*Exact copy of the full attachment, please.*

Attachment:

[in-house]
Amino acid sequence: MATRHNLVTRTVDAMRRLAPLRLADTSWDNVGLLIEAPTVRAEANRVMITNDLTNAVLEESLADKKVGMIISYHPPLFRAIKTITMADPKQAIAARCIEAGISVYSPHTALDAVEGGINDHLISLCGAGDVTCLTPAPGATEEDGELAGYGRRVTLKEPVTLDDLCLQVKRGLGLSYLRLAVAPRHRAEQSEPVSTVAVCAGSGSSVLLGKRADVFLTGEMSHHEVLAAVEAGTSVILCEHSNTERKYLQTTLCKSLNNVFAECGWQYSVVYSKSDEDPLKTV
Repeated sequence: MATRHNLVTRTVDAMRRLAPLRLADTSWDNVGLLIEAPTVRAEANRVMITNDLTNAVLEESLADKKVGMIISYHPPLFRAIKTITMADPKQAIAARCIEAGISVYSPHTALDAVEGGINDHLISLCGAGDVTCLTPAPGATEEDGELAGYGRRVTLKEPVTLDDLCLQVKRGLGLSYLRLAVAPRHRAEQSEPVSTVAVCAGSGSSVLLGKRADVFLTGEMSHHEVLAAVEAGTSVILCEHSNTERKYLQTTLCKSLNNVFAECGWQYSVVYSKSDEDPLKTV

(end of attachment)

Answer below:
[in-house]
Amino acid sequence: MATRHNLVTRTVDAMRRLAPLRLADTSWDNVGLLIEAPTVRAEANRVMITNDLTNAVLEESLADKKVGMIISYHPPLFRAIKTITMADPKQAIAARCIEAGISVYSPHTALDAVEGGINDHLISLCGAGDVTCLTPAPGATEEDGELAGYGRRVTLKEPVTLDDLCLQVKRGLGLSYLRLAVAPRHRAEQSEPVSTVAVCAGSGSSVLLGKRADVFLTGEMSHHEVLAAVEAGTSVILCEHSNTERKYLQTTLCKSLNNVFAECGWQYSVVYSKSDEDPLKTV
Repeated sequence: MATRHNLVTRTVDAMRRLAPLRLADTSWDNVGLLIEAPTVRAEANRVMITNDLTNAVLEESLADKKVGMIISYHPPLFRAIKTITMADPKQAIAARCIEAGISVYSPHTALDAVEGGINDHLISLCGAGDVTCLTPAPGATEEDGELAGYGRRVTLKEPVTLDDLCLQVKRGLGLSYLRLAVAPRHRAEQSEPVSTVAVCAGSGSSVLLGKRADVFLTGEMSHHEVLAAVEAGTSVILCEHSNTERKYLQTTLCKSLNNVFAECGWQYSVVYSKSDEDPLKTV